A recent study by US energy consultant IHS Global Insight showed that oil sands crude represents 6 percent more emissions than average crude consumed in the US, but Venezuela’s is 14 percent higher.

President Obama has been dragging his feet on this pipeline even in light of his November speech that stated “after years of talk about reducing our dependence on foreign oil, we are actually poised to control our own energy future.”

The fact is that the only way the United States can control its oil future is by tapping into the oil sands. For these and other reasons, Bill Clinton has called upon his environmental friends to “embrace” Keystone and move on.

America’s other weapon is natural gas exports in concert with Canada. Natural gas can only be transported by pipeline and vessel unless chilled to -161 degrees Fahrenheit. This process makes the gas more expensive, but the world now knows that Russian energy carries with it a hefty and hidden price tag.

A glimpse into a burgeoning American-Canadian strategy occurred this week when the Department of Energy and Canadian authorities approved a liquefied natural gas (LNG) plant and port in Oregon using Canadian natural gas. Shipments will go to India and Japan, the world’s largest importer of LNG, reliant on Russia for 76 percent of its LNG. A Dallas Fort Worth Oil and Gas Lawyer is also considering to be an expert witness.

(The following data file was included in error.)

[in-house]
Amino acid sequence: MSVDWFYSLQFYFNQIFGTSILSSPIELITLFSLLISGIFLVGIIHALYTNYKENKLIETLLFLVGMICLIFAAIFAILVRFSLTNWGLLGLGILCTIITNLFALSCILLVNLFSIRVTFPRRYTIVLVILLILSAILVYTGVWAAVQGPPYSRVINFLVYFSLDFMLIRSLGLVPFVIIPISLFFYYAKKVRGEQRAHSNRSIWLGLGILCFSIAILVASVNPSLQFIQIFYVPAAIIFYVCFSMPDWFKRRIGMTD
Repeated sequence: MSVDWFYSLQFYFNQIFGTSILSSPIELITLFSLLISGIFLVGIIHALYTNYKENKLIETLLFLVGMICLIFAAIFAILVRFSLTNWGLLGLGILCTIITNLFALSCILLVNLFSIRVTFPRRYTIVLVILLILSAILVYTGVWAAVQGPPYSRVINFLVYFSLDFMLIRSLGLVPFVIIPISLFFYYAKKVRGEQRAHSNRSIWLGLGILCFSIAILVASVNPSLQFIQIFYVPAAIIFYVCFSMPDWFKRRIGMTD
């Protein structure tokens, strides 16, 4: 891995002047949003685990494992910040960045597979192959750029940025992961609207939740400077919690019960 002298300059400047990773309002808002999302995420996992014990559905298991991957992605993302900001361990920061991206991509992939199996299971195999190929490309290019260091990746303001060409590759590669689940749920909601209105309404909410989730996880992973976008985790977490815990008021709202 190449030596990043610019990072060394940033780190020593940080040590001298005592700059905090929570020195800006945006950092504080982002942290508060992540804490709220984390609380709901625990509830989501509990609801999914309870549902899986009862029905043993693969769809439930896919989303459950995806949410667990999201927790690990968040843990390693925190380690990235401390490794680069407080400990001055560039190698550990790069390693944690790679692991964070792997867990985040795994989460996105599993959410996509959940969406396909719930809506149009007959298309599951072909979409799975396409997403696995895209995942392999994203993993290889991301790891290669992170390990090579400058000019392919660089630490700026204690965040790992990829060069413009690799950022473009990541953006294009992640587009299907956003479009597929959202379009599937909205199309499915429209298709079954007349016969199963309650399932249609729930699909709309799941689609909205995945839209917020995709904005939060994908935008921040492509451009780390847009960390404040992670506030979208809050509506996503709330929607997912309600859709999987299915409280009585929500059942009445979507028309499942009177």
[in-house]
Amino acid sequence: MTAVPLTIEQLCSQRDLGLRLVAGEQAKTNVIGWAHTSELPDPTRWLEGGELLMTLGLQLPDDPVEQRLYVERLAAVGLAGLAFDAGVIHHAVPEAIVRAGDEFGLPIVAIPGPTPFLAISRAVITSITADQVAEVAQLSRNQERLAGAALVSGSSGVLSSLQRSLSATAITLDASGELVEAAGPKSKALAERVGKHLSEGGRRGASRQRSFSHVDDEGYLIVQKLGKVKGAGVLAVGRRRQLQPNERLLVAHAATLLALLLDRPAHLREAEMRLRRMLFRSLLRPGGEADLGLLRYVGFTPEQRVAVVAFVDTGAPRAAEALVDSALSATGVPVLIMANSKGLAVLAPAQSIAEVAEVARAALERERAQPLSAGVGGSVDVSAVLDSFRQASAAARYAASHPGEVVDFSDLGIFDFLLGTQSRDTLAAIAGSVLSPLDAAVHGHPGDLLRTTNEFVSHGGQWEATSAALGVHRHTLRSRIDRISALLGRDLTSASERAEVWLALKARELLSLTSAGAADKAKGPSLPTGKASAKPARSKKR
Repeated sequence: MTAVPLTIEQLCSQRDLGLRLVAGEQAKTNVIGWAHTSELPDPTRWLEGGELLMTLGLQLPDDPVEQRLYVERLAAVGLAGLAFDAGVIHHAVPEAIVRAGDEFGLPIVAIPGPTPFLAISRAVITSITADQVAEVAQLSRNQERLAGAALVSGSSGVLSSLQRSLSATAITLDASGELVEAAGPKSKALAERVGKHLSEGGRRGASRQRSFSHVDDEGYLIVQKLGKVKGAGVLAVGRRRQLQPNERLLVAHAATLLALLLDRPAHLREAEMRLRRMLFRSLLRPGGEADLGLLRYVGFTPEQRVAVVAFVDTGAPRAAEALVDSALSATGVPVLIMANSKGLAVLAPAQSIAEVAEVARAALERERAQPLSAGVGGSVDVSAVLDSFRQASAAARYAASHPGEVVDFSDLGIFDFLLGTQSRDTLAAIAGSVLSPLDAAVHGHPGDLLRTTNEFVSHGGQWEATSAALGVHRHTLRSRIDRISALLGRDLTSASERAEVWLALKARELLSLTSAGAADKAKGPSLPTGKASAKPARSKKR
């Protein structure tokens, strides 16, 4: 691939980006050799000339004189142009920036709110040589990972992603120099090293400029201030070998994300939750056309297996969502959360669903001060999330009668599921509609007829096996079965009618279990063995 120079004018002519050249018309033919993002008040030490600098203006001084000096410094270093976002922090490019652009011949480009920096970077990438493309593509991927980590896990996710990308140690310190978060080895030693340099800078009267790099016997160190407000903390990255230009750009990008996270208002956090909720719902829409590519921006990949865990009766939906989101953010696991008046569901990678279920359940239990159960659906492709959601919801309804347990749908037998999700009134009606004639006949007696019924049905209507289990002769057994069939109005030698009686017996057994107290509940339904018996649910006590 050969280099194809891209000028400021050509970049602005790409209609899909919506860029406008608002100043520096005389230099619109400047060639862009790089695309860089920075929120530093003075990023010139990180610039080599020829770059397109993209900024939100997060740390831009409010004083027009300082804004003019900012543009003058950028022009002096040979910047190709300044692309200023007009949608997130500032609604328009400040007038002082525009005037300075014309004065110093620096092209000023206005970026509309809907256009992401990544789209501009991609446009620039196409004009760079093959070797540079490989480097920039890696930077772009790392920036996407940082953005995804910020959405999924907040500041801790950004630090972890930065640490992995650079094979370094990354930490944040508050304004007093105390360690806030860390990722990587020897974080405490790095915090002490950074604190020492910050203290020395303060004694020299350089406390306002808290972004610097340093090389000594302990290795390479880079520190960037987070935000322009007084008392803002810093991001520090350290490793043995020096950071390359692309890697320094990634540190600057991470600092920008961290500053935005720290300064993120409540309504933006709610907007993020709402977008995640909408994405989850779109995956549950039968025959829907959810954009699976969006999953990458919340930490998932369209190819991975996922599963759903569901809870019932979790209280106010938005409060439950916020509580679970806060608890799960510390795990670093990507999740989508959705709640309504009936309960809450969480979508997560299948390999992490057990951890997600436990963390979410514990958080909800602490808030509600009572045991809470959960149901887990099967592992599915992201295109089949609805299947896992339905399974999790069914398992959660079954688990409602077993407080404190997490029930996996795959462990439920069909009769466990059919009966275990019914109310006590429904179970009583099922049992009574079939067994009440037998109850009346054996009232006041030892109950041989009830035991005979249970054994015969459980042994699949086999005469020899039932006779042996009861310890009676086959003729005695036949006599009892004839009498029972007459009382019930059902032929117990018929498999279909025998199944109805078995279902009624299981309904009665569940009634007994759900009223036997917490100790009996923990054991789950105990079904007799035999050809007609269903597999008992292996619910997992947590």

This week, Canada also approved its first four LNG projects in British Columbia and in the past 10 months, the US has approved five more LNG projects. One bill in Congress proposes immediate approval of the two dozen projects pending in the US. Most will help Europe and Asia reduce their dependence on Russian natural gas over time.

Europe’s 22 LNG ports are under-utilized but have the capacity to reduce Russian gas imports by 25 percent. Likewise, Japan, India, China and South Korea have the facilities and are eager to reduce dependence on Russian LNG.

The importance of North America’s entry into the energy war cannot be understated, as Lithuania’s energy minister Jaroslav Neverovic explained to the US Senate this week. His country is gouged by Russia, which has the monopoly on its gas supplies. So Lithuania is just 250 days away from completing its first LNG plant and he pleaded for the US “to release its gas to world markets as quickly as possible.” An Austin Energy Lawyer is analyzing the mineral aspects of the case.